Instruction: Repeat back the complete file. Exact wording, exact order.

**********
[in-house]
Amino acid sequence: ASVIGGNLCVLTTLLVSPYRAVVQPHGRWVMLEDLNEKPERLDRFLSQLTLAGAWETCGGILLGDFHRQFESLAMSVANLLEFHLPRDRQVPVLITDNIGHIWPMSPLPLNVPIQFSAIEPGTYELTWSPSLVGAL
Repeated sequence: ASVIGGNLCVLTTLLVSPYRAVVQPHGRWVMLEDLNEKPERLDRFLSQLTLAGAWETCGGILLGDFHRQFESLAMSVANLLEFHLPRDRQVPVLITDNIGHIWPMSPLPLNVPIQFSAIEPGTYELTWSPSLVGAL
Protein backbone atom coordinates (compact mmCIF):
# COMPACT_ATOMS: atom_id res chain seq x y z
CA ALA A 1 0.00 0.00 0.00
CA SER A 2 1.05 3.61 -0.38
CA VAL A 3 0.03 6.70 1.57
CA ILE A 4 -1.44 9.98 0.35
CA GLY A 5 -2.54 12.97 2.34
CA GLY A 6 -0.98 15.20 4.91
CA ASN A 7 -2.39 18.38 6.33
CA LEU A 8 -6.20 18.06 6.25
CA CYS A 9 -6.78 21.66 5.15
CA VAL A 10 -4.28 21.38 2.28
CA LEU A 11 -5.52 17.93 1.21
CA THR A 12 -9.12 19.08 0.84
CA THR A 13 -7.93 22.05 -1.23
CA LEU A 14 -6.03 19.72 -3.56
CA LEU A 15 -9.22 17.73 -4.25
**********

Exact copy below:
[in-house]
Amino acid sequence: ASVIGGNLCVLTTLLVSPYRAVVQPHGRWVMLEDLNEKPERLDRFLSQLTLAGAWETCGGILLGDFHRQFESLAMSVANLLEFHLPRDRQVPVLITDNIGHIWPMSPLPLNVPIQFSAIEPGTYELTWSPSLVGAL
Repeated sequence: ASVIGGNLCVLTTLLVSPYRAVVQPHGRWVMLEDLNEKPERLDRFLSQLTLAGAWETCGGILLGDFHRQFESLAMSVANLLEFHLPRDRQVPVLITDNIGHIWPMSPLPLNVPIQFSAIEPGTYELTWSPSLVGAL
Protein backbone atom coordinates (compact mmCIF):
# COMPACT_ATOMS: atom_id res chain seq x y z
CA ALA A 1 0.00 0.00 0.00
CA SER A 2 1.05 3.61 -0.38
CA VAL A 3 0.03 6.70 1.57
CA ILE A 4 -1.44 9.98 0.35
CA GLY A 5 -2.54 12.97 2.34
CA GLY A 6 -0.98 15.20 4.91
CA ASN A 7 -2.39 18.38 6.33
CA LEU A 8 -6.20 18.06 6.25
CA CYS A 9 -6.78 21.66 5.15
CA VAL A 10 -4.28 21.38 2.28
CA LEU A 11 -5.52 17.93 1.21
CA THR A 12 -9.12 19.08 0.84
CA THR A 13 -7.93 22.05 -1.23
CA LEU A 14 -6.03 19.72 -3.56
CA LEU A 15 -9.22 17.73 -4.25